May 22, 2007
Utah Joins Pact to Reduce Gas Emissions
SALT LAKE CITY - Utah joined five other states and British Columbia on Monday in a pledge to reduce greenhouse gas emissions, although details on how they will do it are incomplete.
Gov. Jon Huntsman signed the Western Regional Climate Action Initiative and joined other governors in criticizing the federal government for failing to reduce emissions that contribute to global warming."We're leading the charge. We're not waiting for Washington anymore. I suspect that Congress and Washington will pay attention at some point," Huntsman said.
The compact sets goals for reducing emissions, participating in a multistate greenhouse-gas registry and providing market-based incentives for companies that comply.
The group - Utah, California, Arizona, Washington, Oregon and New Mexico - is expected to set benchmarks to reduce emissions by August. By August 2008, it wants to develop a system where companies in the region could trade emission credits.
Companies that can't meet their emission-reduction targets could buy credits from those that reduce carbon dioxide.
A market pact is close to becoming reality among a number of Northeastern and Mid-Atlantic states, which plan to impose caps on power-plant emissions and encourage trading of allowances among utilities.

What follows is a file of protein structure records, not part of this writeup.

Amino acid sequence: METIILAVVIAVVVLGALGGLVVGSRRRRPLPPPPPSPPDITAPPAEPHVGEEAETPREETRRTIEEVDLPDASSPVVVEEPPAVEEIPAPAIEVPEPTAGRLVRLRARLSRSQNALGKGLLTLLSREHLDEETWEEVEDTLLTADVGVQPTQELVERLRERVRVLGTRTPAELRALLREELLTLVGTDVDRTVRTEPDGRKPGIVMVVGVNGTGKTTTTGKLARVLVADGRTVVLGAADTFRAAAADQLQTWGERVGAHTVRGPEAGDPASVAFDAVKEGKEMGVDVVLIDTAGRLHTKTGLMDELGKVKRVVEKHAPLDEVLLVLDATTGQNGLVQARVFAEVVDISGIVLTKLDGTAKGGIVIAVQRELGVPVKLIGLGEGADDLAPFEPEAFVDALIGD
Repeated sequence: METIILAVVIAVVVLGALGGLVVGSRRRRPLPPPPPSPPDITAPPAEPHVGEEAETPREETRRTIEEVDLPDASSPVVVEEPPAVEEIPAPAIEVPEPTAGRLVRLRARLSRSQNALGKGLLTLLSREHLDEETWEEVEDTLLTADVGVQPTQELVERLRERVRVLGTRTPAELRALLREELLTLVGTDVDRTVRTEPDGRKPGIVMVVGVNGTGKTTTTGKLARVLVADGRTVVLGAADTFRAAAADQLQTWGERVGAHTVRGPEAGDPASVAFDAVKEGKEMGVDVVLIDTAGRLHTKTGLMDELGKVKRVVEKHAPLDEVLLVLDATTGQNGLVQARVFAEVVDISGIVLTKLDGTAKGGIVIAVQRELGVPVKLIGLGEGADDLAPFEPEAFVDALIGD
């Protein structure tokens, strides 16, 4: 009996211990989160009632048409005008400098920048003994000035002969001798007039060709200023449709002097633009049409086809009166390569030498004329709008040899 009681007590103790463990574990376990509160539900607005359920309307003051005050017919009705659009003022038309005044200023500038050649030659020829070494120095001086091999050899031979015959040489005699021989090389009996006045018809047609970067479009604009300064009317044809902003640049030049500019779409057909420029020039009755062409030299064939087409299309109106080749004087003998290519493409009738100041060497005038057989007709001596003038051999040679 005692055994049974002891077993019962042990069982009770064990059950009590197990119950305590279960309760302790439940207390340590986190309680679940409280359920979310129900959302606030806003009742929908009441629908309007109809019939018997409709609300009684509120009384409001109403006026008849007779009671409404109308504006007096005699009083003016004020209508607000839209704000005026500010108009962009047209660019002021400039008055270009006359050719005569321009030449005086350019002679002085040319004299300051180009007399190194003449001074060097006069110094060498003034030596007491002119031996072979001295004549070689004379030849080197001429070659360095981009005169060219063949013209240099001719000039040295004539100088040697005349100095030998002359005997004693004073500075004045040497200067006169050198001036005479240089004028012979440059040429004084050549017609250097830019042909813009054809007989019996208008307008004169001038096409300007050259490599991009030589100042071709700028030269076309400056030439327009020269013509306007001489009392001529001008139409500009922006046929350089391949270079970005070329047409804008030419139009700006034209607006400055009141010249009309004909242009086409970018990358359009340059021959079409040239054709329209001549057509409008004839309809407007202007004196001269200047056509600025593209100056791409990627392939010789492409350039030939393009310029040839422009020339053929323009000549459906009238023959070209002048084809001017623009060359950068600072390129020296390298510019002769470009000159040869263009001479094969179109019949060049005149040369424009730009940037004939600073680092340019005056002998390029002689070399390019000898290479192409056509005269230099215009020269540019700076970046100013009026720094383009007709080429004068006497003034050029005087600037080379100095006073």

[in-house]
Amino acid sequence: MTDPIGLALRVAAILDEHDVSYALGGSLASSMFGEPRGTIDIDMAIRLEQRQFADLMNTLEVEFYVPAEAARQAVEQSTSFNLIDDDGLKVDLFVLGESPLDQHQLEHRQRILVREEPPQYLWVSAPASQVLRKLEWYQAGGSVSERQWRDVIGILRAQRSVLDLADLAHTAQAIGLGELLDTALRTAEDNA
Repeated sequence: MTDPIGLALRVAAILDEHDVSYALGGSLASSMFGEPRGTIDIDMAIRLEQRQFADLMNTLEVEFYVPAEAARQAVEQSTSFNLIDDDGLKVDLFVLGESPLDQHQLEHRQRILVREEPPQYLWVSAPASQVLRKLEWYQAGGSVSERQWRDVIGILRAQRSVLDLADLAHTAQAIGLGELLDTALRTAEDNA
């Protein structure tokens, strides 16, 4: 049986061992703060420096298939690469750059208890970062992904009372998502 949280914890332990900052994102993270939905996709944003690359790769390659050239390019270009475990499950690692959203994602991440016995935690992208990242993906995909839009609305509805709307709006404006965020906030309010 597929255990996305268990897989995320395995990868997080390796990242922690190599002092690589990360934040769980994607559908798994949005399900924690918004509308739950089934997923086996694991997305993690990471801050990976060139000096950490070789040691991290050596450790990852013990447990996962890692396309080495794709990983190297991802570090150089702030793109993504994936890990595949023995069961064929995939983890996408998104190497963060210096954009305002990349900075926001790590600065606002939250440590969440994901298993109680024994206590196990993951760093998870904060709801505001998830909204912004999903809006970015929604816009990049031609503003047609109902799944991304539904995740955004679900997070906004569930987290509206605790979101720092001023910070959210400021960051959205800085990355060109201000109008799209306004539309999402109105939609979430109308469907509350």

More than two dozen states have plans to combat warming in various forms, and many governors have agreed to seek renewable sources of energy.
The idea of a Western pact started with California Gov. Arnold Schwarzenegger, who attended the signing ceremony Monday with Huntsman.
"The more states we bring in, the more we don't make it a political issue," Schwarzenegger said. "We don't have such a thing as Democratic air of Democratic water, or Republican air or Republican water.
"It is the people's air and the people's water," he said.
Huntsman joins Schwarzenegger as the second Republican governor to sign the compact. But it's unclear how much support there is in Utah's pro-business, Republican-controlled Legislature.
Lawmakers gather each January for 45 days, making 2009 the most likely year for legislation tied to the pact.
Carbon dioxide from coal, oil and other fossil fuels is the biggest of the greenhouse gases, so called because they create a heat-trapping blanket when released into the atmosphere.
Others are methane, nitrous oxide and synthetic gases. Scientists say the atmosphere holds more carbon dioxide now than it has for hundreds of thousands of years.
Most of Utah's electricity comes from burning coal. Schwarzenegger said the key is to find technology to make it burn cleaner.
"We can have a healthy environment and also a healthy economy," he said.
Western governors say global warming leads to more wildfires, greater droughts and less snow in ski-dependent tourist areas such as Park City.
"We in the West, the nation's most dynamic region, will suffer the most," Huntsman said. "Whatever we do today is certain to be our legacy for future generations."